"I certainly did not think on my debut I would captain England, never mind going on to lead England 51 times and win 26 of those Tests," Vaughan said. " I never even expected that. And I never expected Andrew Strauss to have 50 Tests as captain when I gave him the Test cap. When I retired in 2008 Kevin Pietersen got the role and I did not see an opportunity for Strauss to get the job. But it came out of circumstance."

Vaughan called Strauss selfless, a modern leader. "He is very self-deprecating, always looked out for others and the team before himself. That is what makes a good leader in this era, someone who really looks at the rest before he looks at himself. That is really good."

On the August 30, Michael Vaughan is making his way down to Cardiff for the Extreme Sailing Series, Extreme 40 Catamaran race weekend. Raced by many of the world's best sailors, including Ian Williams the skipper of the GAC Pindar team and three tims World Match Racing Tour champion, the race will take place on Cardiff bay over four days with the event open to the public.

Nagraj Gollapudi is an assistant editor at ESPNcricinfo

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Posted by RandyOZ on (September 1, 2012, 2:39 GMT)

Probably still has nightmares about Warne when he goes to sleep.

Posted by Peck on (August 31, 2012, 13:38 GMT)

If anybody wondering why straussy has retired early, just check England's future tour program. You will get all your answers there. you are wellcome!

Posted by jb633 on (August 31, 2012, 12:58 GMT)

@thebrotherswaugh- nobody just happens to play 100 test matches. Any player that plays 100 test matches must be respected as a very good cricketer. Sure there are better players who have played less games but all in all he was a very good batsman. He struggled in the latter half of his career but from 2004-2007 he was the one of the best opening batsman going around.

Posted by atuljain1969 on (August 31, 2012, 11:48 GMT)

AZHAR MAHMOOD I believe can play for England, if so, he should be taken immediately for One dayers as well as 20-20. Such an experienced and boutifull allrounder.

Posted by liz1558 on (August 31, 2012, 10:33 GMT)

@thebrotherswaugh - complete codswallop. The reality is that the only time the 'great' Australia side of the noughties faced a genuinely good team, they got beaten (2005). And had that side stayed together, rather than tragically being ravaged by injuries, they would've easily retained the little Urn in 2006/7. No, no, no my down-under friend, the urn will stay where it belongs.

Posted by Hammond on (August 31, 2012, 8:50 GMT)

@thebrotherswaugh- interesting mate "simply because he was at the helm when the won the ashes twice in a row"- what, you are saying it was a coincidence that the captain happened to be Strauss when England won the ashes twice? So the captain doesn't have any influence on the side winning or losing? How about taking England to number one in the world? Beating a bog average team twice doesn't really compare to that..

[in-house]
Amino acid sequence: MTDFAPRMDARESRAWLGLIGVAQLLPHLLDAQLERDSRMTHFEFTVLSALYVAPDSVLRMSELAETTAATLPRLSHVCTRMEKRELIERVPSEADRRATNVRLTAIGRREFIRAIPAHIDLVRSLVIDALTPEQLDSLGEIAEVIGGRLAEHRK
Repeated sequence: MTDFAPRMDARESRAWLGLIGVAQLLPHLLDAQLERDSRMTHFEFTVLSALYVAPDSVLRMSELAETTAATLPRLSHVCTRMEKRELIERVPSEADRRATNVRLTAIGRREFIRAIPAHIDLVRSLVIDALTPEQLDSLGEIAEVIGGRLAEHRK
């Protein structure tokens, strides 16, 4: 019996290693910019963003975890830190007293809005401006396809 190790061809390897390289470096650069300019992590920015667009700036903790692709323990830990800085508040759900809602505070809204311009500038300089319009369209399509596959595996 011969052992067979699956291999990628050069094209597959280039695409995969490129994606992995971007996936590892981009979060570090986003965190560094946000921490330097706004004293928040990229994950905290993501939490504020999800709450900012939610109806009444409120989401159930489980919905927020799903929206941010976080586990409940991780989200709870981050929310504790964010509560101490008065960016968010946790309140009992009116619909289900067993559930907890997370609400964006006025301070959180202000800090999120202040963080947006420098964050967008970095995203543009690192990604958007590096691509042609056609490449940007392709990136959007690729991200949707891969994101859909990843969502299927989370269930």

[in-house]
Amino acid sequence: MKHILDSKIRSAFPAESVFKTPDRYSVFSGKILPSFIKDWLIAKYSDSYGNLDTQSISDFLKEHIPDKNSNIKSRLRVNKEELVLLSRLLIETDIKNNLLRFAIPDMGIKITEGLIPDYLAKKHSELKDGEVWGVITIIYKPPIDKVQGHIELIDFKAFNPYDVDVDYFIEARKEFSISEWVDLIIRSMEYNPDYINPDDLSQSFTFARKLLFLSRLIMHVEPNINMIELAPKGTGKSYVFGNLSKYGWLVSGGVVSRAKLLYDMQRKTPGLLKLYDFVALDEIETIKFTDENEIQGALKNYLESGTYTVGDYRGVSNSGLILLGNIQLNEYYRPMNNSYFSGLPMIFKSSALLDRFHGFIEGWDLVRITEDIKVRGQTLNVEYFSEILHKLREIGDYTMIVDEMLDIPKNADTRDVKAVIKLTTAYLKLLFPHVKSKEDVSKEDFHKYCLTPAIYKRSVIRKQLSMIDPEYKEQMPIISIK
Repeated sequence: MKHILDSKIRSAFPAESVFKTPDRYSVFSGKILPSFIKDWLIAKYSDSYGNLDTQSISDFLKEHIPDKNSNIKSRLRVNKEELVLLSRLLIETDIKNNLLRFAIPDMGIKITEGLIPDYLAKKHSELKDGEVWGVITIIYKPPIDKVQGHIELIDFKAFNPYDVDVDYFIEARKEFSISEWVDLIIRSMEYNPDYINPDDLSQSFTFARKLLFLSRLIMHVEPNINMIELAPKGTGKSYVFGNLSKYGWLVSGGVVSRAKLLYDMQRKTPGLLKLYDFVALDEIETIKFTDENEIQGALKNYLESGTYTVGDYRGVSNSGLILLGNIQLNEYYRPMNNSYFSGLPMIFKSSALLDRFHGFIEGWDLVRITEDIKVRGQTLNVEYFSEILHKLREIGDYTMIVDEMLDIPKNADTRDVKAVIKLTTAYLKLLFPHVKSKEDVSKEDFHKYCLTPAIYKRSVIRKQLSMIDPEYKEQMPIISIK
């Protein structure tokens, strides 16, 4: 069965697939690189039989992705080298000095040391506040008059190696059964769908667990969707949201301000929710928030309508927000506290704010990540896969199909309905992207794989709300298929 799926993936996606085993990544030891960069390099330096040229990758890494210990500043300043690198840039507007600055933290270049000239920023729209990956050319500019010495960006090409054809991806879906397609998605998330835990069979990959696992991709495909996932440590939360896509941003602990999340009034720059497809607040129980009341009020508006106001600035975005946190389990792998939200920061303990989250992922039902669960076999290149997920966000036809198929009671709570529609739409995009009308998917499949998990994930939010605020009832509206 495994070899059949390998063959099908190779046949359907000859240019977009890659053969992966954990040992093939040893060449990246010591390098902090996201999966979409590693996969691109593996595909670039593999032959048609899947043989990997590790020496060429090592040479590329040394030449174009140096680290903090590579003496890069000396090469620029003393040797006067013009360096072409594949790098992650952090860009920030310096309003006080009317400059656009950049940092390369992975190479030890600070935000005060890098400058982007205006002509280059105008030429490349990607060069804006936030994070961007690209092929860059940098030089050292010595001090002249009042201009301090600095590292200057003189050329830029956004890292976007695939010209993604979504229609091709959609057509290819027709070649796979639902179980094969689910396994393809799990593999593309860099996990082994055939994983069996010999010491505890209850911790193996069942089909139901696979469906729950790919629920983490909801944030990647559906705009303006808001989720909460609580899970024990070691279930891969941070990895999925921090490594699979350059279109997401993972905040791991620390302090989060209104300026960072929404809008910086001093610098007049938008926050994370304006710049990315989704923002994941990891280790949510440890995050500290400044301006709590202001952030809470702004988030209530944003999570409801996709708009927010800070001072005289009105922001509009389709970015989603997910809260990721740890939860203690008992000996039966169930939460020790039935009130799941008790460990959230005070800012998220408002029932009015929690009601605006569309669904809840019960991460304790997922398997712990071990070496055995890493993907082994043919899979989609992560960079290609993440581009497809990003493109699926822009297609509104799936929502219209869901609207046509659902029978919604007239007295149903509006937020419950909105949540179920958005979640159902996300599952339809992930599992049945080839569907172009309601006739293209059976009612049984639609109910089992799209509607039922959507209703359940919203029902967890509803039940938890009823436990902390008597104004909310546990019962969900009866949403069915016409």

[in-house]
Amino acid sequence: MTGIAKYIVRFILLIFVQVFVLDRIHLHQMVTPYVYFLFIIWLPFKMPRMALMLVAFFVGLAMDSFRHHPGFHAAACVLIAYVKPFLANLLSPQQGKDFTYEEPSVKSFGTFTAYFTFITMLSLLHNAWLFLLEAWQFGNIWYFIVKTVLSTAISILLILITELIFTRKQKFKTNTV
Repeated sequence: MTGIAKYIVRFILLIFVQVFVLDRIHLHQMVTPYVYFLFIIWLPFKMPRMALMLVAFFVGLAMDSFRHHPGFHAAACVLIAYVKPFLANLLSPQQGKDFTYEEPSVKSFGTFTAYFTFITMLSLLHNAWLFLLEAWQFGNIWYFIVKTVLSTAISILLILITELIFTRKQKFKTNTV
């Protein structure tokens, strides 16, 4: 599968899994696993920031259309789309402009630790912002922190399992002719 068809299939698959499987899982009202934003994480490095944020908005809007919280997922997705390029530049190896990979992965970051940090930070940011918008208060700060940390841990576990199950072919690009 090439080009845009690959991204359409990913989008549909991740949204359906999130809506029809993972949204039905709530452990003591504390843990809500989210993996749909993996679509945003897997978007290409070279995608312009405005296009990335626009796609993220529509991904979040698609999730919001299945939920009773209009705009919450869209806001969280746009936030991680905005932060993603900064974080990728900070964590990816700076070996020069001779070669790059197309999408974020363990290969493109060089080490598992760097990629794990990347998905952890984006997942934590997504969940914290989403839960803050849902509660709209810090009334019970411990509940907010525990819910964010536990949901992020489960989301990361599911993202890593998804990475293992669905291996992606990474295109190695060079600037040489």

Posted by liz1558 on (August 31, 2012, 7:57 GMT)

@Joninnorwich - I agree with your sentiments about KP - however, it's more complicated than that - he has made some very important runs for England - the 200 at Lords against India, a run a ball 151 against SL in Colombo, 158 against Aus at the Oval, and many others. The other England batsmen are good but none of them has the ability to dominate quality bowling in the way that Pietersen can. No one else in the world can. On the other hand, you're right, sometimes he's anonymous, bored, playing for the IPL window or whatever else motivates him. I would prefer to see it resolved and KP back in the England dressing room. The sad reality is, this may just not be possible. If not, then England have to put it to bed and move on quickly.

Posted by JG2704 on (August 31, 2012, 6:41 GMT)

My worry is that he might turn out to be a bit too much like Strauss as a captain.Strauss was a decent on top captain and certainly a decent man manager but I felt he had no confidence to make brave/maybe unpopular decisions (with some fellow players) in a bid to turn things around.With Vaughan in 2005,I loved his team formation vs Australia and I really can't imagine this current set of players coming back from a test down to beat any side let alone the great Australian side. I'd have said before now that Compton was the man to come in next but I wonder if it's more than coincidence that the 2005 side had a more aggressive batting line up.I feel that our conservative approach has cost us chances of coming back vs SA and even more so vs Pak. I think we have relied too much on the "It's what got us here" theory , which can be accepted for a bad game but when you lose 4 tests in a row (and not even against top sides - no disrespect SL/Pak) you surely have to make changes in approch etc

Posted by MattyP1979 on (August 31, 2012, 5:02 GMT)

Eng team is in a slight pickle yes, total disaray no. It is going to be tough, but i still see us winning if not drawing in Ind. Then we play 5 games against NZ!!! Slide down the rankings i think not. SA are a very good side and we were beaten, but we have just played the best team and now have all you minnows left. Time to consolidate the no.2.

Posted by mikey76 on (August 31, 2012, 4:43 GMT)

Love all the negative comments from blue android. As if South Africa are gonna rule the world for ten years!. English cricket is good health and we'll be up there competing with the best for years to come. I don't think there will ever be a 20 year dynasty again, which can only be good for the game.